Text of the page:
Virginia City retains an authentic historic character with board sidewalks, and numerous restored buildings dating to the 1860s and 1870s. Virginia City is home to many charming and informative museums. The Fourth Ward School Museum brings Comstock history to life in interactive displays, and a restored 1876 classroom. The four-story wooden school is the last one of this type left in the United States.
Among the attractions on C Street are the Bucket of Blood Saloon, the Delta Saloon with the Old Globe and Suicide table, the Silver Queen, the Brass Rail Saloon, and the Red Dog Saloon, originally the 1875 Comstock House, located at 76 North C Street. The Red Dog Saloon gave many San Francisco rock musicians their start during the summer of 1965. Piper's Opera House occupies the corner of B and Union Streets and is open as a museum when not a host to shows and musical venues of many types. Piper's Corner Saloon was one of the longest continuously operating saloons of the nineteenth century.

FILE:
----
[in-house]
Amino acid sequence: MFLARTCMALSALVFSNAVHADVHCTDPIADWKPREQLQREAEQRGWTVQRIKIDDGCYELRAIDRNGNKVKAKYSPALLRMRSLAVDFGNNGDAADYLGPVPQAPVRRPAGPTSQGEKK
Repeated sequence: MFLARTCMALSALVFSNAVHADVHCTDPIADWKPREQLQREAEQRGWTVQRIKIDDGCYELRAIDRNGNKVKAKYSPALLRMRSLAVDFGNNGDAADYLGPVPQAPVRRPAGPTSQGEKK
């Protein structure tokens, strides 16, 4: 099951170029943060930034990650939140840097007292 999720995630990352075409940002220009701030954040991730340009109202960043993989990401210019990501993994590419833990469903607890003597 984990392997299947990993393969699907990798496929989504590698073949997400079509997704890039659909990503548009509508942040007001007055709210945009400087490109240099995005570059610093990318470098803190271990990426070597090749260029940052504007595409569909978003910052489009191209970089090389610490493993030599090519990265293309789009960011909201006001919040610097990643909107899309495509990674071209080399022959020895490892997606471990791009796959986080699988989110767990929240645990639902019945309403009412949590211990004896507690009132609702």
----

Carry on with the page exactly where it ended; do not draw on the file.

Points of interest include the Comstock Historic Walking Trail, where hikers can view the Pioneer Cemetery, site of Julia Bulette's grave, the Combination Mine Shaft, and Sugarloaf Mountain. Other attractions include the Silver State Police Officers' Museum in the Storey County Courthouse, complete with jail cells from the 1870s; The Way It Was museum on Sutton and C Streets, the Fireman's Museum with authentic Victorian firefighting equipment on display, the Chollar Mine tour, Ponderosa Mine Tour, Silver Terrace Cemetery, Presbyterian Church dating to 1862, St. Mary's of the Mountain Catholic Church (c. 1876), St. Paul's Episcopal Church, and St. Mary's Art Center, offering lessons and retreats. The restored Virginia and Truckee Railroad horse-drawn carriage tours, trolley tours, walking tours, Storey County Courthouse, Miner's Union Hall, Knights of Pythias Building, numerous historic shops and homes, the Old Washoe Club, and Miner's Park are other attractions.